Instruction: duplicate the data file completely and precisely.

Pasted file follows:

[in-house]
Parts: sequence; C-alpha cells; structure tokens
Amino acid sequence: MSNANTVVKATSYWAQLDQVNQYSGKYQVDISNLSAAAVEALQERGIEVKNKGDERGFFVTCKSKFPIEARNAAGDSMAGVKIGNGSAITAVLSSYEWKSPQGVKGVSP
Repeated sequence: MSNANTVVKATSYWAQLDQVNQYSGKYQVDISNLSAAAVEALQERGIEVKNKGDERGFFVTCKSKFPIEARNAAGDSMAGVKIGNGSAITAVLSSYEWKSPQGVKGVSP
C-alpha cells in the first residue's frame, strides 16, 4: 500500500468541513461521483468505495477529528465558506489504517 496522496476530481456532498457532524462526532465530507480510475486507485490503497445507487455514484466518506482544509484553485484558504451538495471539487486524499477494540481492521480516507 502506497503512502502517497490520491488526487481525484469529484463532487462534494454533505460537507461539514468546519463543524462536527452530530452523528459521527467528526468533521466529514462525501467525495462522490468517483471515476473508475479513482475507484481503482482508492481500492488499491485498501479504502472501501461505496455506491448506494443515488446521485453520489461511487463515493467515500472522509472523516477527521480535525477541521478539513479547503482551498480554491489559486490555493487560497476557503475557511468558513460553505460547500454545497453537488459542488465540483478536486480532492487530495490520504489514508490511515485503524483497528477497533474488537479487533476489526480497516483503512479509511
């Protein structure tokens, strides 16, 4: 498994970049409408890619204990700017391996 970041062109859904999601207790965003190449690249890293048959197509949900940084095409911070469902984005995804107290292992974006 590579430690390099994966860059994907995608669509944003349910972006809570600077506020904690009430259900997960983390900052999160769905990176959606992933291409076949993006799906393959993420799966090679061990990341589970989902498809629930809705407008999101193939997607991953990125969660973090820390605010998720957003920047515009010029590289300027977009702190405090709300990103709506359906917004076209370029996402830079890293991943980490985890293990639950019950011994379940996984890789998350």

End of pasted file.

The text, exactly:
[in-house]
Parts: sequence; C-alpha cells; structure tokens
Amino acid sequence: MSNANTVVKATSYWAQLDQVNQYSGKYQVDISNLSAAAVEALQERGIEVKNKGDERGFFVTCKSKFPIEARNAAGDSMAGVKIGNGSAITAVLSSYEWKSPQGVKGVSP
Repeated sequence: MSNANTVVKATSYWAQLDQVNQYSGKYQVDISNLSAAAVEALQERGIEVKNKGDERGFFVTCKSKFPIEARNAAGDSMAGVKIGNGSAITAVLSSYEWKSPQGVKGVSP
C-alpha cells in the first residue's frame, strides 16, 4: 500500500468541513461521483468505495477529528465558506489504517 496522496476530481456532498457532524462526532465530507480510475486507485490503497445507487455514484466518506482544509484553485484558504451538495471539487486524499477494540481492521480516507 502506497503512502502517497490520491488526487481525484469529484463532487462534494454533505460537507461539514468546519463543524462536527452530530452523528459521527467528526468533521466529514462525501467525495462522490468517483471515476473508475479513482475507484481503482482508492481500492488499491485498501479504502472501501461505496455506491448506494443515488446521485453520489461511487463515493467515500472522509472523516477527521480535525477541521478539513479547503482551498480554491489559486490555493487560497476557503475557511468558513460553505460547500454545497453537488459542488465540483478536486480532492487530495490520504489514508490511515485503524483497528477497533474488537479487533476489526480497516483503512479509511
């Protein structure tokens, strides 16, 4: 498994970049409408890619204990700017391996 970041062109859904999601207790965003190449690249890293048959197509949900940084095409911070469902984005995804107290292992974006 590579430690390099994966860059994907995608669509944003349910972006809570600077506020904690009430259900997960983390900052999160769905990176959606992933291409076949993006799906393959993420799966090679061990990341589970989902498809629930809705407008999101193939997607991953990125969660973090820390605010998720957003920047515009010029590289300027977009702190405090709300990103709506359906917004076209370029996402830079890293991943980490985890293990639950019950011994379940996984890789998350």